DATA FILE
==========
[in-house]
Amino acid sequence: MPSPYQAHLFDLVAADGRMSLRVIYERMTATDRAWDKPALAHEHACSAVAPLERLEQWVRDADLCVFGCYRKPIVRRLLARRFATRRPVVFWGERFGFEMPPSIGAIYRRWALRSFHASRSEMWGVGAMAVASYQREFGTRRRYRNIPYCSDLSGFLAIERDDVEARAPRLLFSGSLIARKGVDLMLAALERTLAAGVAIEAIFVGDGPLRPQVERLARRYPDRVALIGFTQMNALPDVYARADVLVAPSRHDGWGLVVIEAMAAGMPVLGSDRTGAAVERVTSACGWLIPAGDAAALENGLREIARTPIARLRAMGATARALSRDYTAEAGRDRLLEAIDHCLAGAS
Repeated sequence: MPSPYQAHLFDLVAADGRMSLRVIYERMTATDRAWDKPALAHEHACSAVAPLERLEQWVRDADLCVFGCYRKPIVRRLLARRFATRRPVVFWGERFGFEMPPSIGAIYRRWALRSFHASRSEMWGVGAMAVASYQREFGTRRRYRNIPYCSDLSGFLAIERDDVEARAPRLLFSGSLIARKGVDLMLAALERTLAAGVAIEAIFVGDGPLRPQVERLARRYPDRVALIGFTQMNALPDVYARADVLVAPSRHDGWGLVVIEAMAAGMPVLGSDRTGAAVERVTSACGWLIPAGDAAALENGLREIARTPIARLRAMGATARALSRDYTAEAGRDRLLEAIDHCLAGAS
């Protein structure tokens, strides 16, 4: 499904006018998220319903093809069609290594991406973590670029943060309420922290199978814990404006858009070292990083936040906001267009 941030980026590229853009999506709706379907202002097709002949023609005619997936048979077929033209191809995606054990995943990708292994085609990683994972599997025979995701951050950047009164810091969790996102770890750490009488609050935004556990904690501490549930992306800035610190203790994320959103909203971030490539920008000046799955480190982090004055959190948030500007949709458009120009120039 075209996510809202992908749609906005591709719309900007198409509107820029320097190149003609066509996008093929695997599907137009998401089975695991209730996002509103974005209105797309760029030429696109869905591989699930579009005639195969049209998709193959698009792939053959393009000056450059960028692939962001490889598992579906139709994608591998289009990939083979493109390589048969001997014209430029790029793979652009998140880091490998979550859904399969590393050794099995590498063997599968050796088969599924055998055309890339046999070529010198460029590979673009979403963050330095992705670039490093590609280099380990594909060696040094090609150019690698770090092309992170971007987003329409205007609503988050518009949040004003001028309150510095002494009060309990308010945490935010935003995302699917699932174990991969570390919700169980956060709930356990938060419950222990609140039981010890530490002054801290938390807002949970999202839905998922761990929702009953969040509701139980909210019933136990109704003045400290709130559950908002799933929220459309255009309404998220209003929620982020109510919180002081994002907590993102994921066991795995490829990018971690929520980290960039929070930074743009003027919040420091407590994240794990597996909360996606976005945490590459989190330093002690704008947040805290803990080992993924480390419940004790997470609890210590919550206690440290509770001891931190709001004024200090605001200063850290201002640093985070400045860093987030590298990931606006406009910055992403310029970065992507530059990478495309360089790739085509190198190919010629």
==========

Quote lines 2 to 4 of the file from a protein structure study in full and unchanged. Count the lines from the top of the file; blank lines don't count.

Amino acid sequence: MPSPYQAHLFDLVAADGRMSLRVIYERMTATDRAWDKPALAHEHACSAVAPLERLEQWVRDADLCVFGCYRKPIVRRLLARRFATRRPVVFWGERFGFEMPPSIGAIYRRWALRSFHASRSEMWGVGAMAVASYQREFGTRRRYRNIPYCSDLSGFLAIERDDVEARAPRLLFSGSLIARKGVDLMLAALERTLAAGVAIEAIFVGDGPLRPQVERLARRYPDRVALIGFTQMNALPDVYARADVLVAPSRHDGWGLVVIEAMAAGMPVLGSDRTGAAVERVTSACGWLIPAGDAAALENGLREIARTPIARLRAMGATARALSRDYTAEAGRDRLLEAIDHCLAGAS
Repeated sequence: MPSPYQAHLFDLVAADGRMSLRVIYERMTATDRAWDKPALAHEHACSAVAPLERLEQWVRDADLCVFGCYRKPIVRRLLARRFATRRPVVFWGERFGFEMPPSIGAIYRRWALRSFHASRSEMWGVGAMAVASYQREFGTRRRYRNIPYCSDLSGFLAIERDDVEARAPRLLFSGSLIARKGVDLMLAALERTLAAGVAIEAIFVGDGPLRPQVERLARRYPDRVALIGFTQMNALPDVYARADVLVAPSRHDGWGLVVIEAMAAGMPVLGSDRTGAAVERVTSACGWLIPAGDAAALENGLREIARTPIARLRAMGATARALSRDYTAEAGRDRLLEAIDHCLAGAS
């Protein structure tokens, strides 16, 4: 499904006018998220319903093809069609290594991406973590670029943060309420922290199978814990404006858009070292990083936040906001267009 941030980026590229853009999506709706379907202002097709002949023609005619997936048979077929033209191809995606054990995943990708292994085609990683994972599997025979995701951050950047009164810091969790996102770890750490009488609050935004556990904690501490549930992306800035610190203790994320959103909203971030490539920008000046799955480190982090004055959190948030500007949709458009120009120039 075209996510809202992908749609906005591709719309900007198409509107820029320097190149003609066509996008093929695997599907137009998401089975695991209730996002509103974005209105797309760029030429696109869905591989699930579009005639195969049209998709193959698009792939053959393009000056450059960028692939962001490889598992579906139709994608591998289009990939083979493109390589048969001997014209430029790029793979652009998140880091490998979550859904399969590393050794099995590498063997599968050796088969599924055998055309890339046999070529010198460029590979673009979403963050330095992705670039490093590609280099380990594909060696040094090609150019690698770090092309992170971007987003329409205007609503988050518009949040004003001028309150510095002494009060309990308010945490935010935003995302699917699932174990991969570390919700169980956060709930356990938060419950222990609140039981010890530490002054801290938390807002949970999202839905998922761990929702009953969040509701139980909210019933136990109704003045400290709130559950908002799933929220459309255009309404998220209003929620982020109510919180002081994002907590993102994921066991795995490829990018971690929520980290960039929070930074743009003027919040420091407590994240794990597996909360996606976005945490590459989190330093002690704008947040805290803990080992993924480390419940004790997470609890210590919550206690440290509770001891931190709001004024200090605001200063850290201002640093985070400045860093987030590298990931606006406009910055992403310029970065992507530059990478495309360089790739085509190198190919010629």